unctad.org | The Role of Development Banks in Promoting Growth and Sustainable Development in the South
The Role of Development Banks in Promoting Growth and Sustainable Development in the South
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In an era of excess global liquidity and savings on the one hand, and an acute shortage of financing for development on the other, this report argues that development banks at all levels — national, regional, multilateral — can play a critical bridging role between savings and financing needs and thereby contribute significantly towards the achievement of the Sustainable Development Goals.

Unlike commercial financial institutions, geared towards short-term projects and returns, development banks are by design providers of long-term finance. Their funding is predominantly in the form of long-term liabilities, they have technical expertise to take a leading role in the design and execution of development projects and they have the financial means to attract other players to co-financing. Historically, they have played such a role regarding early as well as late industrializers. In future, they should continue to be a key feature in the development finance landscape.

The time is ripe to promote development banks

At the national level, the global financial crisis in 2008 has opened space for national policymakers to selectively break with the Washington Consensus policy package and an opportunity to support pro-development finance initiatives.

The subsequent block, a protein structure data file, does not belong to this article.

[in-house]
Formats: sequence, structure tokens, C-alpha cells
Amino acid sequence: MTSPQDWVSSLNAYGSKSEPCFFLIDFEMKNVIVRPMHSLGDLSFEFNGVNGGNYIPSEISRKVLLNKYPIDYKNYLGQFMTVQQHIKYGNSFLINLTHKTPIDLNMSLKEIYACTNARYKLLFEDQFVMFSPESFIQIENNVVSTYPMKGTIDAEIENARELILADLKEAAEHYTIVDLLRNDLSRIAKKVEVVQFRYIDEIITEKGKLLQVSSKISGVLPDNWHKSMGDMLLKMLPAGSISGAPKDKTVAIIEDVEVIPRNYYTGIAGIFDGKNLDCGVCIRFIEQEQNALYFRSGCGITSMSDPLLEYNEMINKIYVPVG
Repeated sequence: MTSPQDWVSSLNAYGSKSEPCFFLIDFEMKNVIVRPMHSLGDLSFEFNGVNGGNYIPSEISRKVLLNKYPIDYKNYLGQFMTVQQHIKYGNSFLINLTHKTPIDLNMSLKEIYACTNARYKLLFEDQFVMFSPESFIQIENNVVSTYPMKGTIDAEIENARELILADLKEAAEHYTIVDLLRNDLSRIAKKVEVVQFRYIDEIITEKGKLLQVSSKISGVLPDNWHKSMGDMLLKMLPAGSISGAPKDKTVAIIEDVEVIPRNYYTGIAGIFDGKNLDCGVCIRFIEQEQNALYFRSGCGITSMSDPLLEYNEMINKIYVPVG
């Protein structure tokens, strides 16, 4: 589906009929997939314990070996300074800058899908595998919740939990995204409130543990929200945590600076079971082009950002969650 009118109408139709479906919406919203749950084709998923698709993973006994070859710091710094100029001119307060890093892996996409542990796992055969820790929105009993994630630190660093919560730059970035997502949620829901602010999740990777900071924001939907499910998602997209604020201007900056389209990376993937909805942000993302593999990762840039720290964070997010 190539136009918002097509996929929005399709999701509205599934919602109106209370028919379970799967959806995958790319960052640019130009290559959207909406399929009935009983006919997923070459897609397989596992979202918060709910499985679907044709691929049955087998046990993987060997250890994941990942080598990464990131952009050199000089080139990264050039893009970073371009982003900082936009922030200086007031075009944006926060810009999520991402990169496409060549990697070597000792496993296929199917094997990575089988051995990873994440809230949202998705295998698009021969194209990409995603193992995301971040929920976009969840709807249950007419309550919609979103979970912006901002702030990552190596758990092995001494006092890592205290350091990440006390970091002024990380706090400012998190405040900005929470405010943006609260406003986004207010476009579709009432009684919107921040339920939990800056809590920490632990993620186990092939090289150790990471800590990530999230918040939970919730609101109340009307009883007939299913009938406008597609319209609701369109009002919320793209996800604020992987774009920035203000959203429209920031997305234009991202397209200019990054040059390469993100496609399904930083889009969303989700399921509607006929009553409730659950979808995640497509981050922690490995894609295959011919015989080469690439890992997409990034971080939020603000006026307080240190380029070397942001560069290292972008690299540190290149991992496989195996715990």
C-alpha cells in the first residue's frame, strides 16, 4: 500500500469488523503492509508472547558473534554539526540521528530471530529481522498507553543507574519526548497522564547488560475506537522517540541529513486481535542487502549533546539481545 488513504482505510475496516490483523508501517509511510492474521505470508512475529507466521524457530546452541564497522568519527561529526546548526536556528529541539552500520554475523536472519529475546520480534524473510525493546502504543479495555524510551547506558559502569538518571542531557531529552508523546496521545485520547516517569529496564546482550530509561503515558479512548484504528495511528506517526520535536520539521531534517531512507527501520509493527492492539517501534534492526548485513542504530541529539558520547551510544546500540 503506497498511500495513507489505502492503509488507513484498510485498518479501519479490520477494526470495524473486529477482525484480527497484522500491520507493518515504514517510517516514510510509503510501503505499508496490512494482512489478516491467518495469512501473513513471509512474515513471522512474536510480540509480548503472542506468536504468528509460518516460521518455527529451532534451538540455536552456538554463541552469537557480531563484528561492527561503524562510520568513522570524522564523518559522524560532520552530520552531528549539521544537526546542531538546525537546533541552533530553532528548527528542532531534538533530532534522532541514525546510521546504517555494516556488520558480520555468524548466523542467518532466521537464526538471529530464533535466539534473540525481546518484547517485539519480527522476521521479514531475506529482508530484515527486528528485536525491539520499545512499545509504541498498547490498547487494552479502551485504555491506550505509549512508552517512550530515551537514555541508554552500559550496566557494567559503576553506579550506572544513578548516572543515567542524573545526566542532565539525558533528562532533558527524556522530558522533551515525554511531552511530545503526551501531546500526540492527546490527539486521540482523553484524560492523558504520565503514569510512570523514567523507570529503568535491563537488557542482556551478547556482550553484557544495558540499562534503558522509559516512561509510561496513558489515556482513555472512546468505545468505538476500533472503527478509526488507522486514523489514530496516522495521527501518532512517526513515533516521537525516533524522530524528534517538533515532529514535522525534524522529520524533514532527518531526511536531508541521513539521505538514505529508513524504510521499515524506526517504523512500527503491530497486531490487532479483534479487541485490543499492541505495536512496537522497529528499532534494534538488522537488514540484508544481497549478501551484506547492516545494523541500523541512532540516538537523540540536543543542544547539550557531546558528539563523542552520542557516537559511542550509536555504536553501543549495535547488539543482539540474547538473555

At the regional and South-South levels, there is a new momentum of initiatives for the creation of Southern banks, which could tap into global savings, especially those that originate in the South. Taking advantage of such opportunities is fundamental to supporting future development in the South.

About this report

This report first details the rationale for national development banks and developing country experiences with such banks in the past. It then discusses regional and subregional banks, which can play a critical role, especially in supporting smaller countries that may face greater obstacles in setting up development banks at the national level. Finally, it discusses the recently created Southern banks, both regional and cross-regional.

The report concludes by noting that the new development banks are greatly needed and should not be seen as a threat to long-established international financial institutions. In fact, they have already started operations in collaboration with established institutions, as new partners for development. In the process, they are helping to form a strong network of development banks in which different institutions collaborate with each other through co-financing but also in various other forms, creating important synergies and achieving, collectively, greater effectiveness.


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